• 2. The product is a dapp with minimal interest and little contribution to the ecosystem.
  • 3. The product is a dapp, exchange or protocol addressing a real problem or need.
  • 4. Innovative product offering a solution to a high interest problem.
  • 5. Innovative protocol tackling critical problems of highest interest.
Product - Proof of concept:
Is the proof of concept comprehensive? Does it address a real problem or need?
  • 1. No, incoherent concept or no need for it.
  • 2. Difficult concept to understand, hardly any need or problem to solve.
  • 3. Clear concept which addresses a real problem.
  • 4. Clear, well thought concept which addresses a real problem of high interest.
  • 5. Exceptional proof of concept addressing a critical problem.
Product - MVP:
Has the concept been tested? Is there an MVP? How far is the launch?
  • 1. Untested concept.
  • 2. Initial tests, no MVP.
  • 3. MVP ready, Alpha launch.
  • 4. MVP ready, Beta launch.
  • 5. Fully working initial product.
Token Economics - Token utility:
Does the token have any utility? Is it a core function to the network?
  • 1. No, the token has no utility.
  • 2. Token has a limited, unclear utility.
  • 3. The token has some added, but not inherent value.
  • 4. The token is embedded in the network and has inherent value.
  • 5. The token has both inherent and added value and is embedded at the core of the network.
Token Economics - Network effect:
Are strong network effects built into the system? Are incentives aligned to encourage the growth of the network?
  • 1. No network effects built in.
  • 2. Minimal network effects, unclear incentives.
  • 3. Network effects and incentives present.
  • 4. Solid network effects with clear incentives due to inherent utility.
  • 5. Strong network effects, aligned incentives and high utility value.
Business Evaluation - Valuation:
Is the valuation reasonable ? Sufficient but not too high for the scope of the project?
  • 1. No, the valuation is ludicrous, the project could do with 1/10 of the sum.
  • 2. Valuation is higher than the project would need. Likely a money grab.
  • 3. Valuation is reasonable for the scope of the project.
  • 4. Valuation is modest for the caliber of the project.
  • 5. Valuation is impressively modest relative to the high caliber of the project.
Business Evaluation - Market potential:
What is the market potential? Does the project look like it could penetrate the market and conquer the world?
  • 1. No clear market potential.
  • 2. Limited market potential.
  • 3. Reasonable market and growth potential.
  • 4. Solid market and growth potential.
  • 5. Exceptional market and growth potential.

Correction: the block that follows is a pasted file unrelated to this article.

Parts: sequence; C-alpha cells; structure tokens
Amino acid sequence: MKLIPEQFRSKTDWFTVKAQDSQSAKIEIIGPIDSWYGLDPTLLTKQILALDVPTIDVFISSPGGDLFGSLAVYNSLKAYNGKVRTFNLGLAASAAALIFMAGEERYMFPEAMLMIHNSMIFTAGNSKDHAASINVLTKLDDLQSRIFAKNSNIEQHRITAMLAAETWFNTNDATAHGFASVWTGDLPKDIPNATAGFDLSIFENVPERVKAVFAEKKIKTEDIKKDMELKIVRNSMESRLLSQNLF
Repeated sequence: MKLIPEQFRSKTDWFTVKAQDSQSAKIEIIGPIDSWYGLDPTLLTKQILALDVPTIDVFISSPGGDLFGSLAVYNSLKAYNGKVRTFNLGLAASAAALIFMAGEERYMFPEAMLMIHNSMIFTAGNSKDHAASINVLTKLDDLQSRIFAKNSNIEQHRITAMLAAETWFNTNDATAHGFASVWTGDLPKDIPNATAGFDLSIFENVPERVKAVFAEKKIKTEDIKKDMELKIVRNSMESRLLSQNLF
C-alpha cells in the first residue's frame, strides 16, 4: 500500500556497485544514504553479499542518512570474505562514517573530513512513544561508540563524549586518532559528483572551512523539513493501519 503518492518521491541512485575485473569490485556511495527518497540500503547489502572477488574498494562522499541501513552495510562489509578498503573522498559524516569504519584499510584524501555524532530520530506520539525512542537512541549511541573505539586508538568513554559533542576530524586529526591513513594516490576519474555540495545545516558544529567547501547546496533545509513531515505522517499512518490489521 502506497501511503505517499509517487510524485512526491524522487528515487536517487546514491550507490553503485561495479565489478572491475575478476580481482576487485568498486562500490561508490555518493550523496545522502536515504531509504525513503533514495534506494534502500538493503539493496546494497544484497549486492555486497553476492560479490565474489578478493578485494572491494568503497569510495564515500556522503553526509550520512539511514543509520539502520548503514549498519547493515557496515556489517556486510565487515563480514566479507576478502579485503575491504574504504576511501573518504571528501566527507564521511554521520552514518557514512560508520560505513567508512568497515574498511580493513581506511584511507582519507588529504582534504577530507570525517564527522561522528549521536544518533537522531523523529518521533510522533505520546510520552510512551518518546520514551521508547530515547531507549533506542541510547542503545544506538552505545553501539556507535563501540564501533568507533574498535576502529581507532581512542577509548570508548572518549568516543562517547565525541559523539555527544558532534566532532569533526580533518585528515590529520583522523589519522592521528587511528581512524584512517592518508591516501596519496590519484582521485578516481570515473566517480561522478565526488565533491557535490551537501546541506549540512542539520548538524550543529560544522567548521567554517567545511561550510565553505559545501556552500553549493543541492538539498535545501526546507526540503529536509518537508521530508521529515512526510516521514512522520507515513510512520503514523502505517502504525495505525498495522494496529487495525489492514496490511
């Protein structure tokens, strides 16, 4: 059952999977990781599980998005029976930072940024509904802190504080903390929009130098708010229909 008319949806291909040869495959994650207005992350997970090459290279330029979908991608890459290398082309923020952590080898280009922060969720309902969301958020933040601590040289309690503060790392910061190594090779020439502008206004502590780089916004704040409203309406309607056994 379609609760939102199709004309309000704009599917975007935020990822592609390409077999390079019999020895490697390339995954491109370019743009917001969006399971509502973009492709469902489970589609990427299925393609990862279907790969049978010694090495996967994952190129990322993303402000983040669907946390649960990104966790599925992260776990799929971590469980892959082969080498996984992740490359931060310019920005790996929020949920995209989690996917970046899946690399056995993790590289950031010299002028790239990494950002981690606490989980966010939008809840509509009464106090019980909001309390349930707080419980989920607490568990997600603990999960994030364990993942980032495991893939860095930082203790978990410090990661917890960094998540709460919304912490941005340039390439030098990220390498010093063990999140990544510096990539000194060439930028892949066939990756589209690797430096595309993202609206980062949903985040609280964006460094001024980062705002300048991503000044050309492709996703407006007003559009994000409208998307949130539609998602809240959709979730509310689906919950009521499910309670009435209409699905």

Business Evaluation - Competition:
Does the project have competition? How strong does it look relative to its competition?
  • 1. Awful position competing with many strong players.
  • 2. Weak position facing strong competition.
  • 3. Reasonable position facing strong competition.
  • 4. Solid position facing weak competition.
  • 5. Exceptional position, facing almost no competition.
Business Evaluation - Supply sold:
Does the team distribute a reasonable amount of the tokens so as to encourage create strong incentives and network effects?
  • 1. Negligible supply, greedy team.
  • 2. Small supply, poor incentives.
  • 3. Modest supply, weak incentives.
  • 4. Reasonable supply, responsible team.
  • 5. Large supply, solid inventive, committed team.
Business Evaluation - Vesting:
Does the team have a sufficient stake to have aligned incentives? Do they have a vesting schedule implemented?
  • 1. Large stake, no vesting.
  • 2. Small stakes, no vesting.
  • 3. Modest stakes, no vesting.
  • 4. Reasonable stakes, modest vesting.
  • 5. Solid stake, healthy vesting.
Hype and media presence:
Is the project present on social media and chats? Is there interest for it?
  • 1. No presence, negative image.
  • 2. Modest exposure and no interest.
  • 3. Reasonable exposure and modest interest.
  • 4. Solid exposure and high interest.
  • 5. Exceptional exposure, high interest and considerable hype.
Final Score


George Church
Dennis Grishin
Kamal Obbad
Armon Rahim
Growth Lead
Kevin Quinn


Mirza Cifric
Co-founder and Chief Executive Officer of Veritas Genetics
Preston Estep
Co-founder and Chief Scientific Officer of Veritas Genetics
Yining Zhao
Founding partner at Just; Co-founder at Veritas Genetics
Drew Volpe
Managing Partner at First Star Ventures
Joseph Urgo
Founder of District0x and
D. A. Wallach
Investor and advisor to companies like SpaceX, Ripple, Emulate, and Spotify


Published at
Nebula Genomics at BioData World West 2018
1 year ago
Nebula Genomics at MIT-CEIBS
1 year ago